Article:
January 24, 2018

Case of the Month Nov 2010: Episode #5

Click here for Episode #1

RECAP: Patient “M” excitedly completed her first IUI cycle and became pregnant for the first time in her life. In order to follow the health of the pregnancy, we did routine hCG levels. In a healthy pregnancy, the hCG levels should rise briskly, often doubling every 2 days. In M’s case, instead of rising, her hCG levels dropped. Her happiness quickly changed to disappointment. We repeated another hCG level in a week and got a value of “less than 2”, meaning there was no longer any pregnancy hormone detectable in M’s blood. During this week, she reported having bleeding similar to period. The lost pregnancy was short-lived and was now resolved.

The first question that M’s husband wanted answered was what had happened. What do you do when you have a positive pregnancy test at the designated testing time two weeks after the IUI, but then the values go down? The first thing you do is resolve the lost pregnancy, meaning you follow the HCG values all the way down to zero.  We did this. The next thing is to decide whether or not it is worth doing a miscarriage workup. Well, sometimes a miscarriage just happens because of bad luck. It can be a normal expectation for an average infertility patient that 1 out of 6 pregnancies could result in a miscarriage. Therefore, if it happens one time, it does not necessarily warrant a complete expensive workup. However, we can actually pick and choose the different components of a miscarriage workup and not necessarily do all or none. One thing I suggested was to test for Lupus Anticoagulant and Anti-Cardiolipin Antibodies. These are standard blood tests. They came back normal. We did not do any further miscarriage workup.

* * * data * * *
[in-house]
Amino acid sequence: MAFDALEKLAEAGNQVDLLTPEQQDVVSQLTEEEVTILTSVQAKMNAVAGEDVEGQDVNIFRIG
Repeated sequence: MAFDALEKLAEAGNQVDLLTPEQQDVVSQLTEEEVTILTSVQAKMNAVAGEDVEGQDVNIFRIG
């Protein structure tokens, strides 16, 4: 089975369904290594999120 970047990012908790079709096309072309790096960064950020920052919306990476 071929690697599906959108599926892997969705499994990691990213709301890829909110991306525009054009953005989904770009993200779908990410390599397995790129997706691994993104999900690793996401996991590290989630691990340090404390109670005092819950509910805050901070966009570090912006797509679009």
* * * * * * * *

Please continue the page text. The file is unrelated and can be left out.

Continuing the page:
The next decision is whether to take a break or to try another cycle. M and her husband chose to take one month off and then come back for another cycle.

M called us on the first day of her period one month later. She came in for an ultrasound on day 3. She shared that she had a very sad two weeks, but later came to the realization that she had been pregnant and it gave her hope because it was the first time in her life that she had gotten this far.

By now, all of you know how an IUI cycle begins. We started with a baseline ultrasound, which fortunately revealed both ovaries to be quiet. No cysts. There was every reason to do another cycle using a protocol similar to the first cycle. M was started on clomiphene citrate (Clomid) for five days (day 3 to day 7) and then transitioned to injectable Menopur (day 8 to day 10) for three days.
Here’s what we saw on day 11.
Right Ovary: 15x15mm.
Left Ovary: 16x16mm. 14x10mm. 9mm.
Lining: 7mm triple-layer

People are not like computers. They don’t run the same program exactly the same each time. This month was different from last month. The follicles are smaller on the same day (day 11) than in the previous cycle. In addition, there is now a good follicle on the right side when previously there was nothing before.

I chose to have her grow the follicles two more days and come back on day 13 for another ultrasound.

Continued next episode……….

  • Julie

    I just stumbled upon your blog. I’m currently undergoing fertility treatments. I just triggered tonight for IUI #2. I just wanted to say thanks for having this blog. It’s really nice to have a detailed perspective from an RE.

  • Josephine Wilson

    What happens next?! You’ve left us with a cliffhanger!!!